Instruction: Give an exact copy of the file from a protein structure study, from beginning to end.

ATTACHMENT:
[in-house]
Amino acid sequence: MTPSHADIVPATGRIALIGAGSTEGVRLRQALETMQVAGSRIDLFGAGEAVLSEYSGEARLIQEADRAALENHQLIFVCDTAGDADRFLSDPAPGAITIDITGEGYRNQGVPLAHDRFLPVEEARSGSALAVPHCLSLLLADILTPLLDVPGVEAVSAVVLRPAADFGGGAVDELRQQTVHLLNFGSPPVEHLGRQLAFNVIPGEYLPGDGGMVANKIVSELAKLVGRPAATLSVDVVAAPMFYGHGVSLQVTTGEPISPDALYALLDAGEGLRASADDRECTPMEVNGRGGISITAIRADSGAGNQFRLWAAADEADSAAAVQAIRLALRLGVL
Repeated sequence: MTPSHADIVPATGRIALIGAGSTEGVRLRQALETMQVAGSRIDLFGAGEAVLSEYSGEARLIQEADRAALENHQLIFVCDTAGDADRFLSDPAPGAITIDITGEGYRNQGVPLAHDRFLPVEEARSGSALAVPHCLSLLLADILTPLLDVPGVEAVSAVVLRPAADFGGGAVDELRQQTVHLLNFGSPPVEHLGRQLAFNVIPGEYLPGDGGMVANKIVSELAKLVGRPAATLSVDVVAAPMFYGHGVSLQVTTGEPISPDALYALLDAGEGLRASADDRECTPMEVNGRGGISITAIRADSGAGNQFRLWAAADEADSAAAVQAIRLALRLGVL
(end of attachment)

[in-house]
Amino acid sequence: MTPSHADIVPATGRIALIGAGSTEGVRLRQALETMQVAGSRIDLFGAGEAVLSEYSGEARLIQEADRAALENHQLIFVCDTAGDADRFLSDPAPGAITIDITGEGYRNQGVPLAHDRFLPVEEARSGSALAVPHCLSLLLADILTPLLDVPGVEAVSAVVLRPAADFGGGAVDELRQQTVHLLNFGSPPVEHLGRQLAFNVIPGEYLPGDGGMVANKIVSELAKLVGRPAATLSVDVVAAPMFYGHGVSLQVTTGEPISPDALYALLDAGEGLRASADDRECTPMEVNGRGGISITAIRADSGAGNQFRLWAAADEADSAAAVQAIRLALRLGVL
Repeated sequence: MTPSHADIVPATGRIALIGAGSTEGVRLRQALETMQVAGSRIDLFGAGEAVLSEYSGEARLIQEADRAALENHQLIFVCDTAGDADRFLSDPAPGAITIDITGEGYRNQGVPLAHDRFLPVEEARSGSALAVPHCLSLLLADILTPLLDVPGVEAVSAVVLRPAADFGGGAVDELRQQTVHLLNFGSPPVEHLGRQLAFNVIPGEYLPGDGGMVANKIVSELAKLVGRPAATLSVDVVAAPMFYGHGVSLQVTTGEPISPDALYALLDAGEGLRASADDRECTPMEVNGRGGISITAIRADSGAGNQFRLWAAADEADSAAAVQAIRLALRLGVL